Marino, Elizabeth K.; Schweitzer, Peter (2012)
      This dissertation presents an ethnography of vulnerability in Shishmaref, Alaska. The village of Shishmaref, population 563, faces imminent threat from increasing erosion and flooding events -- linked to climatic changes and ecological shift -- making the relocation of residents off of the island necessary in the foreseeable future. In spite of ongoing conversations with government agencies since 1974, an organized relocation has yet to occur in Shishmaref. While ecological shift and anthropogenic climate change are no doubt occurring in and around the island, the literature on vulnerability and disaster predicts that social systems contribute at least as much as ecological circumstances to disaster scenarios. This research tests this theory and asks the question: what exactly is causing vulnerability in Shishmaref, Alaska? The resulting dissertation is an exploration of the ecological, historical, social and cultural influences that contribute to vulnerability and risk in Shishmaref. Unlike common representations of climate change and disaster that present the natural environment as a sole driver of risk, this research finds complex systems of decision-making, ideologies of development, and cultural assumptions about social life contribute to why Shishmaref residents are exposed to erosion and flooding and why government intervention and planning remains difficult.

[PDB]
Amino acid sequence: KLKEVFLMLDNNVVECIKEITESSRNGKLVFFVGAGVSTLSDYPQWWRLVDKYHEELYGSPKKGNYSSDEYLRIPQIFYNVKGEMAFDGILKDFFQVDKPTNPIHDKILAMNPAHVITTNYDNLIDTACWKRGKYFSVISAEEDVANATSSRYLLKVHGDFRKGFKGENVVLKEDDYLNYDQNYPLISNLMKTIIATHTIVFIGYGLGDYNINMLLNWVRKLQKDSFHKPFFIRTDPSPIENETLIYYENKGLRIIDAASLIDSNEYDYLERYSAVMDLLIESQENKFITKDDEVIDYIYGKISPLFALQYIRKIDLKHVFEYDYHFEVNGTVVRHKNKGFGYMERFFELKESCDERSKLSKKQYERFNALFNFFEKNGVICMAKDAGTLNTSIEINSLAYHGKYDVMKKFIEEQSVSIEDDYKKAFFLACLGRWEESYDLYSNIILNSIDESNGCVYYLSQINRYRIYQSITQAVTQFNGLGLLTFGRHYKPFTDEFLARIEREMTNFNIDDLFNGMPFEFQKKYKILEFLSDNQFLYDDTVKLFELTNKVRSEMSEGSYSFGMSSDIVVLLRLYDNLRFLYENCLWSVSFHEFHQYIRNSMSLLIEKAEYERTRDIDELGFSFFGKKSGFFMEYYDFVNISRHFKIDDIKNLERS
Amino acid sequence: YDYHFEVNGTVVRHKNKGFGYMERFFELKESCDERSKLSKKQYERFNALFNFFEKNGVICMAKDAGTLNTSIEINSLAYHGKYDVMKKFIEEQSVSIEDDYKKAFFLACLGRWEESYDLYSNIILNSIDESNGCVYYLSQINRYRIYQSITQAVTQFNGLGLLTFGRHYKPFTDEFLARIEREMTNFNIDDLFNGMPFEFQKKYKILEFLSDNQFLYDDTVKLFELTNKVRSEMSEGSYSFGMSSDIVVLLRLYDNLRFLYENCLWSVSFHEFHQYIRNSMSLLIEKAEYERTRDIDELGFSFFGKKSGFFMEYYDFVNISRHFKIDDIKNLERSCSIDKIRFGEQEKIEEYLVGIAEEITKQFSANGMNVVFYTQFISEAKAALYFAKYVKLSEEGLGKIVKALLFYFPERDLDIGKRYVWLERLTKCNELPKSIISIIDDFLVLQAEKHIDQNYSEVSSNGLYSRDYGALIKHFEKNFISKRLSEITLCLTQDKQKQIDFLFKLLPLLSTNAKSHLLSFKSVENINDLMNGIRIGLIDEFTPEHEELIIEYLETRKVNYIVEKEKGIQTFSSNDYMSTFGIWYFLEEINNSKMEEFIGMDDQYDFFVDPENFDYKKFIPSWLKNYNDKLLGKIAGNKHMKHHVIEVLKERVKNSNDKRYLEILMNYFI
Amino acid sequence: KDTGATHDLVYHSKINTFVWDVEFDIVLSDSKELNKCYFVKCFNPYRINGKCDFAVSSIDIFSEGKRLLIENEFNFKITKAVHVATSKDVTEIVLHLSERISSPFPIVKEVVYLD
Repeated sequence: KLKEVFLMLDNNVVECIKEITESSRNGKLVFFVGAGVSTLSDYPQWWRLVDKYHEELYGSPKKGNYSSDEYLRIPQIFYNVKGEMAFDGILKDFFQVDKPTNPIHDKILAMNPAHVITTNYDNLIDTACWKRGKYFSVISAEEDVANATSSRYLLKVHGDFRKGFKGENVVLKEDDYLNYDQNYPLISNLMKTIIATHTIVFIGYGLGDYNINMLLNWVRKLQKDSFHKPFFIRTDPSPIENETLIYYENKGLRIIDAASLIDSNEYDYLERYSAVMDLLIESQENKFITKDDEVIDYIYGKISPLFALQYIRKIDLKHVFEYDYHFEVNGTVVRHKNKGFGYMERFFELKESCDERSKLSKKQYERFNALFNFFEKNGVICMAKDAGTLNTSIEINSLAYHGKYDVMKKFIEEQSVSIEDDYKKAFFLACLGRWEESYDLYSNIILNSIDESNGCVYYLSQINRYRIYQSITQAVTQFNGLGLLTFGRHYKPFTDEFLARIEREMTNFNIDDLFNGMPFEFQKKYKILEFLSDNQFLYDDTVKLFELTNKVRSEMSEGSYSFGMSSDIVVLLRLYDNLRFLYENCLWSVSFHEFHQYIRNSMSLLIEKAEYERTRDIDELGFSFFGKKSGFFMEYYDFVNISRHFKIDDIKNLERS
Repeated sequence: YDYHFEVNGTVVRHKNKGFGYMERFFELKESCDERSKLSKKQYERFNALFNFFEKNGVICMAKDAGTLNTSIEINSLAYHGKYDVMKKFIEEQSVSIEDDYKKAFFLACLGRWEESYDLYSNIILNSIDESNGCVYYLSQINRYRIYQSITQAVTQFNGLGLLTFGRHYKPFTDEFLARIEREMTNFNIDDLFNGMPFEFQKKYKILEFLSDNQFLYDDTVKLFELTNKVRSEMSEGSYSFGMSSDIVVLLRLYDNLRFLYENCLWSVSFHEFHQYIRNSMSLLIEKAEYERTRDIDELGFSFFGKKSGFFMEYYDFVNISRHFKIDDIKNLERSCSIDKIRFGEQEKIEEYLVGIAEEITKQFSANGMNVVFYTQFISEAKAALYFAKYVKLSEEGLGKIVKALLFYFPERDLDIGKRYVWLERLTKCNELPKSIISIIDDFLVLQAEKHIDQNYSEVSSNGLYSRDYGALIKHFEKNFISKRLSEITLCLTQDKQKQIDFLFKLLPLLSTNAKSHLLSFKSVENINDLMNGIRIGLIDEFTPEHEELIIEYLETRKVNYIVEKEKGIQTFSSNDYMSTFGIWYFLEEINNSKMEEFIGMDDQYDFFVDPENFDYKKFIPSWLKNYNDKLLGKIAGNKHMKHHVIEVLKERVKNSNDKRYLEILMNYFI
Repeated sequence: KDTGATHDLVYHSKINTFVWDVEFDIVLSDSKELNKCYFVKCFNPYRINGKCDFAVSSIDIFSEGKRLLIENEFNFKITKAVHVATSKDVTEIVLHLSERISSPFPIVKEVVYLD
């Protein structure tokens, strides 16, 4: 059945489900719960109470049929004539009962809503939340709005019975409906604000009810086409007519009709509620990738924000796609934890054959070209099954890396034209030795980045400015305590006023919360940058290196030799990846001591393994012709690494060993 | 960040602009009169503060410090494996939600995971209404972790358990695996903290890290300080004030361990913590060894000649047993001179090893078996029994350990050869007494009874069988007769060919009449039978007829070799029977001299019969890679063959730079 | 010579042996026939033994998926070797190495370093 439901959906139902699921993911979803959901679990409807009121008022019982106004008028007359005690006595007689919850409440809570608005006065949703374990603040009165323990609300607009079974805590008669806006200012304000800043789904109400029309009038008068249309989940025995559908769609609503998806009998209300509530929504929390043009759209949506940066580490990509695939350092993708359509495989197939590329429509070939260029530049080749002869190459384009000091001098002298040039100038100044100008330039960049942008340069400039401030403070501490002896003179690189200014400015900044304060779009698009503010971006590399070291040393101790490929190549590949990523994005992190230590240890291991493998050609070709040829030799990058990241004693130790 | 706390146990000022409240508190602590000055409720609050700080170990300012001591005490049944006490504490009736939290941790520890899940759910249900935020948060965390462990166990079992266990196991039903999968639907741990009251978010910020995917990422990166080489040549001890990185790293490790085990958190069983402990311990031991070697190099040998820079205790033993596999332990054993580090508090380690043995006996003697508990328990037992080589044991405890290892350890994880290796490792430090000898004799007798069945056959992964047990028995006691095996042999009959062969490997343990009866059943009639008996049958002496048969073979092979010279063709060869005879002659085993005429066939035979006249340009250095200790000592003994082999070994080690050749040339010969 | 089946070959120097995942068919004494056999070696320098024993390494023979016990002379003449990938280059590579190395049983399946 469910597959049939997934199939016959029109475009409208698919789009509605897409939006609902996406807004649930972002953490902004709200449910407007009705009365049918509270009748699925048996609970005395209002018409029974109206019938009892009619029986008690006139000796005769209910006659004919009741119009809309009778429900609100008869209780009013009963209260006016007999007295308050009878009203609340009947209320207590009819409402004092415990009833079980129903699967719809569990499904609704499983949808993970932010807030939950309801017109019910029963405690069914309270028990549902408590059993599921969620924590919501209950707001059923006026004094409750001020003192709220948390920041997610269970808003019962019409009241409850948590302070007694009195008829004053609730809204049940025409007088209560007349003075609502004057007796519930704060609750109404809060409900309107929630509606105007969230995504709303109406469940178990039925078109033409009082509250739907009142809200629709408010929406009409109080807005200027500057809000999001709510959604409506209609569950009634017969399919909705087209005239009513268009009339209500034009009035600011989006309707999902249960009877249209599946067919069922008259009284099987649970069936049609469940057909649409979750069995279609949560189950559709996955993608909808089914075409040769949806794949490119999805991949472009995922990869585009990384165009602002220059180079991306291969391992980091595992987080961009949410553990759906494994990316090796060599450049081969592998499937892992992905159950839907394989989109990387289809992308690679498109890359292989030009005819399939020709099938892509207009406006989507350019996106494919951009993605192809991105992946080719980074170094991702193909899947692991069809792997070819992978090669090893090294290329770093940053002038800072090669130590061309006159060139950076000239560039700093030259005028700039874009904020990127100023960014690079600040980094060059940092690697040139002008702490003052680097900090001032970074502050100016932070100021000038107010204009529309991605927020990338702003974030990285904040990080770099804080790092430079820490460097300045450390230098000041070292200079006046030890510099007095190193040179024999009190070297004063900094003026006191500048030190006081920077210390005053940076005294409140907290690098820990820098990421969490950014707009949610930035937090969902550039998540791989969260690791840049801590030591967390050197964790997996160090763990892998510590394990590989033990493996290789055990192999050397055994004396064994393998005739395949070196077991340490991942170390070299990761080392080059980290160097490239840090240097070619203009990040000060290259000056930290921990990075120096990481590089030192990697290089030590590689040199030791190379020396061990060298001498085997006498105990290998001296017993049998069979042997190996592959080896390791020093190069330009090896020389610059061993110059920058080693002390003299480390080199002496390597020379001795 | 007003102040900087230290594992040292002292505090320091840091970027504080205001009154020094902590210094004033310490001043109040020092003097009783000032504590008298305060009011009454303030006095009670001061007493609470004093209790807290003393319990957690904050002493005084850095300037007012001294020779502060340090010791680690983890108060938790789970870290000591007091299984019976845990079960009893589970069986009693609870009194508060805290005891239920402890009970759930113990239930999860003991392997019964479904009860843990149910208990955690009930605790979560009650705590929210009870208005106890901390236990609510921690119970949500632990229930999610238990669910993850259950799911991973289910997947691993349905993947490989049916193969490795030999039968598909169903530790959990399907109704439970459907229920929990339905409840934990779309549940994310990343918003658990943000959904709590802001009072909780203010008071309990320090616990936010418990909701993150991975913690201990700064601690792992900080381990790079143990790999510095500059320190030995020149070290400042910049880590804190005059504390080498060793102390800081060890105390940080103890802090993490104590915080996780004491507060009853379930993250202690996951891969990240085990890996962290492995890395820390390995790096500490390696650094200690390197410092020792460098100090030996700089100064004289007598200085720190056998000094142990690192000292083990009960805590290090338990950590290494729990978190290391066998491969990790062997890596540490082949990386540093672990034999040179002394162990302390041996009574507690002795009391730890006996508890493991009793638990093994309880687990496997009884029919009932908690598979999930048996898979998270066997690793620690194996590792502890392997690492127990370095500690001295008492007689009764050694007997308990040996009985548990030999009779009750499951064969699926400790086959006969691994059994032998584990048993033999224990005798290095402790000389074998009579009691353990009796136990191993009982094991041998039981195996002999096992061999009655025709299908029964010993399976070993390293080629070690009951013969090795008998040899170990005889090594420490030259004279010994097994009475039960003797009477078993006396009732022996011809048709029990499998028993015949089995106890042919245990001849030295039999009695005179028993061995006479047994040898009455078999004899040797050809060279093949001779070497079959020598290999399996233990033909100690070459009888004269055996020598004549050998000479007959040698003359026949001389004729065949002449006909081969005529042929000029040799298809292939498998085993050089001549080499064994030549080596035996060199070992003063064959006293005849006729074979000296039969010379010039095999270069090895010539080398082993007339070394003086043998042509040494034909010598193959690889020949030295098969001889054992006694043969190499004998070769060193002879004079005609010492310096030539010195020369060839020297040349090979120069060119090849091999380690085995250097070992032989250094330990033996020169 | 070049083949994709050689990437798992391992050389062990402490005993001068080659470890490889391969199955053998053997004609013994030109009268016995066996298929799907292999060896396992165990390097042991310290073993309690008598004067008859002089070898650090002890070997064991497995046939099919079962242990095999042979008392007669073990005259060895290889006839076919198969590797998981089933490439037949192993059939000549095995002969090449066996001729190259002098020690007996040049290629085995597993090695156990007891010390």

• The low back vowel in mid-coast Maine

      Davidson, Gail (2011-05)
      In mid-coast Maine, the words cod and caught sound like they contain the same vowel phoneme, employing the sound [a], a low back vowel. The word father contains a separate contrasting phoneme, spoken as [a], a low central vowel. This paper attempts to show that this perceived similarity in [a] and difference from [a] is in fact real. Unlike in the area of the Northern Cities Chain Shift, where the sound of the vowels in cod, caught and father all approach [a], the vowel in cod and caught in mid coast Maine remains low and back, occasionally rounded, more often not, while that in father is low and central. Twenty-six current speakers of varying ages, most residents since early childhood, were interviewed to compare these sounds. Each speaker was recorded reading a prepared story and a set of words included in a frame sentence. Formant frequencies for this recorded data were then analyzed. Statistical tests, including t-tests and ANOVAs, were run to compare the vowels and to test the validity of the hypothesis. Normalizing the data for one single vowel sound proved to be unworkable, so men and women were treated separately, as were Narrative and Frame data. The low back vowel was found to be stable in mid-coast Maine, including the same sound in cod and caught, and it was found to contrast with the low central vowel in father. Available historical evidence points to these vowels having been stable in this region for over a hundred years. This contrasts with changes in the vowel sound in the same words in the rest of the United States.